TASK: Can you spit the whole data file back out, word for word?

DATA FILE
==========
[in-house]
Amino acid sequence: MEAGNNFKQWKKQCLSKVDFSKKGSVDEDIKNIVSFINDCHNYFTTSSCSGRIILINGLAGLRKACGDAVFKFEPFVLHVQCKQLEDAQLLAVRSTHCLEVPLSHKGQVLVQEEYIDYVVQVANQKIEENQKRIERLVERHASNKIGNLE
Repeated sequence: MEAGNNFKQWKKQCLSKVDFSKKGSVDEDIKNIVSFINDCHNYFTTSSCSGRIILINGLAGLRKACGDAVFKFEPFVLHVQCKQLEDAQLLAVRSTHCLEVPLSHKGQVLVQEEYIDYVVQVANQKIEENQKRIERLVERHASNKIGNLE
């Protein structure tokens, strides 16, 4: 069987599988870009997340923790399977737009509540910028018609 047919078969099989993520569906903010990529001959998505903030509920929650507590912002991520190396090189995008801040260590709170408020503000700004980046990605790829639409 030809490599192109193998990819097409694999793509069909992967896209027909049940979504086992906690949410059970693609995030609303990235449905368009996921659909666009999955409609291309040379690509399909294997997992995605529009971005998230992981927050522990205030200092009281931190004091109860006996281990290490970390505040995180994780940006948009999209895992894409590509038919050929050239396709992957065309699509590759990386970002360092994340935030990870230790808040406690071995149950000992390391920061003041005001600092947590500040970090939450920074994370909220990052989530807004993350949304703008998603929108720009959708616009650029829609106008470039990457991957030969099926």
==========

[in-house]
Amino acid sequence: MEAGNNFKQWKKQCLSKVDFSKKGSVDEDIKNIVSFINDCHNYFTTSSCSGRIILINGLAGLRKACGDAVFKFEPFVLHVQCKQLEDAQLLAVRSTHCLEVPLSHKGQVLVQEEYIDYVVQVANQKIEENQKRIERLVERHASNKIGNLE
Repeated sequence: MEAGNNFKQWKKQCLSKVDFSKKGSVDEDIKNIVSFINDCHNYFTTSSCSGRIILINGLAGLRKACGDAVFKFEPFVLHVQCKQLEDAQLLAVRSTHCLEVPLSHKGQVLVQEEYIDYVVQVANQKIEENQKRIERLVERHASNKIGNLE
């Protein structure tokens, strides 16, 4: 069987599988870009997340923790399977737009509540910028018609 047919078969099989993520569906903010990529001959998505903030509920929650507590912002991520190396090189995008801040260590709170408020503000700004980046990605790829639409 030809490599192109193998990819097409694999793509069909992967896209027909049940979504086992906690949410059970693609995030609303990235449905368009996921659909666009999955409609291309040379690509399909294997997992995605529009971005998230992981927050522990205030200092009281931190004091109860006996281990290490970390505040995180994780940006948009999209895992894409590509038919050929050239396709992957065309699509590759990386970002360092994340935030990870230790808040406690071995149950000992390391920061003041005001600092947590500040970090939450920074994370909220990052989530807004993350949304703008998603929108720009959708616009650029829609106008470039990457991957030969099926």